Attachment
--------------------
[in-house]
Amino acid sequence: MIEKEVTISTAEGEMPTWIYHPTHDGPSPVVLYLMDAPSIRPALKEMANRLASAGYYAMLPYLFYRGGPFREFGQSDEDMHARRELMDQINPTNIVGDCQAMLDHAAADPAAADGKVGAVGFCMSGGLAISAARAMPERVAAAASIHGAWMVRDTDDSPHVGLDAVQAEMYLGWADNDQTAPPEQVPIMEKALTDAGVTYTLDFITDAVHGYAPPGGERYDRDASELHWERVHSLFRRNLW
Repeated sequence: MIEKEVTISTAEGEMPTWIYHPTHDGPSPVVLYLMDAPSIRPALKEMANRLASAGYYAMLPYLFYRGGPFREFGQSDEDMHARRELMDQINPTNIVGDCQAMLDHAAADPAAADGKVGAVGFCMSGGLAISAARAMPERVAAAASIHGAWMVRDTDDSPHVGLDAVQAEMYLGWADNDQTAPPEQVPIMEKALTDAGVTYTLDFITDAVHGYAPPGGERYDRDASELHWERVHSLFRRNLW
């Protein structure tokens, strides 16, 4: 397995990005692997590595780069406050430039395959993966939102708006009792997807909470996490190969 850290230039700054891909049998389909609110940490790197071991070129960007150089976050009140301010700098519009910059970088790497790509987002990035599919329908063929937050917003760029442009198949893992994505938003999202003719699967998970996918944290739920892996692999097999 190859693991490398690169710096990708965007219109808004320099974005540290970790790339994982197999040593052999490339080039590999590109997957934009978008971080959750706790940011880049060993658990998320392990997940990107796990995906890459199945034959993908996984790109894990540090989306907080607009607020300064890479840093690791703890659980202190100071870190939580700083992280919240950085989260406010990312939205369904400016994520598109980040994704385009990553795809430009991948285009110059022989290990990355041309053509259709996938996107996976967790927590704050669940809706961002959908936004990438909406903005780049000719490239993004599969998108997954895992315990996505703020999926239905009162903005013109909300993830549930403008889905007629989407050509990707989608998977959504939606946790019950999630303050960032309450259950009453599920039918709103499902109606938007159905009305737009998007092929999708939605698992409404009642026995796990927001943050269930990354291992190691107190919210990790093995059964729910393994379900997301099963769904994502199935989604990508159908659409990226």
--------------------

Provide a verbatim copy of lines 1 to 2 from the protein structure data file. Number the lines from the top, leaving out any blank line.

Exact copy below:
[in-house]
Amino acid sequence: MIEKEVTISTAEGEMPTWIYHPTHDGPSPVVLYLMDAPSIRPALKEMANRLASAGYYAMLPYLFYRGGPFREFGQSDEDMHARRELMDQINPTNIVGDCQAMLDHAAADPAAADGKVGAVGFCMSGGLAISAARAMPERVAAAASIHGAWMVRDTDDSPHVGLDAVQAEMYLGWADNDQTAPPEQVPIMEKALTDAGVTYTLDFITDAVHGYAPPGGERYDRDASELHWERVHSLFRRNLW